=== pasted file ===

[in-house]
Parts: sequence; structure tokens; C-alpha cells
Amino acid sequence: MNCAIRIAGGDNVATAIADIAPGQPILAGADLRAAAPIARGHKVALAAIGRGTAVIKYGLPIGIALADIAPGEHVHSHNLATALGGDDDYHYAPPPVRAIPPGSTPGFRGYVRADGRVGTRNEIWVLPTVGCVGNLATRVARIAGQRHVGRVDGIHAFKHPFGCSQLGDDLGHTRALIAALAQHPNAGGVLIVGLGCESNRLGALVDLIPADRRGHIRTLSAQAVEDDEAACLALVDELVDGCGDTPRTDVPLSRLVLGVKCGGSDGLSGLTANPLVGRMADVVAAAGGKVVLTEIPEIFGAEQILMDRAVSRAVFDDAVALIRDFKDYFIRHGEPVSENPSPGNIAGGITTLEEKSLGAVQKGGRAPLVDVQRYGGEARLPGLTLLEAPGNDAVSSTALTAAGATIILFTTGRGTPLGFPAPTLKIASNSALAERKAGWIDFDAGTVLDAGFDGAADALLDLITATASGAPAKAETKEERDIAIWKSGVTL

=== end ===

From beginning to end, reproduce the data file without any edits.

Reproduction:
[in-house]
Parts: sequence; structure tokens; C-alpha cells
Amino acid sequence: MNCAIRIAGGDNVATAIADIAPGQPILAGADLRAAAPIARGHKVALAAIGRGTAVIKYGLPIGIALADIAPGEHVHSHNLATALGGDDDYHYAPPPVRAIPPGSTPGFRGYVRADGRVGTRNEIWVLPTVGCVGNLATRVARIAGQRHVGRVDGIHAFKHPFGCSQLGDDLGHTRALIAALAQHPNAGGVLIVGLGCESNRLGALVDLIPADRRGHIRTLSAQAVEDDEAACLALVDELVDGCGDTPRTDVPLSRLVLGVKCGGSDGLSGLTANPLVGRMADVVAAAGGKVVLTEIPEIFGAEQILMDRAVSRAVFDDAVALIRDFKDYFIRHGEPVSENPSPGNIAGGITTLEEKSLGAVQKGGRAPLVDVQRYGGEARLPGLTLLEAPGNDAVSSTALTAAGATIILFTTGRGTPLGFPAPTLKIASNSALAERKAGWIDFDAGTVLDAGFDGAADALLDLITATASGAPAKAETKEERDIAIWKSGVTL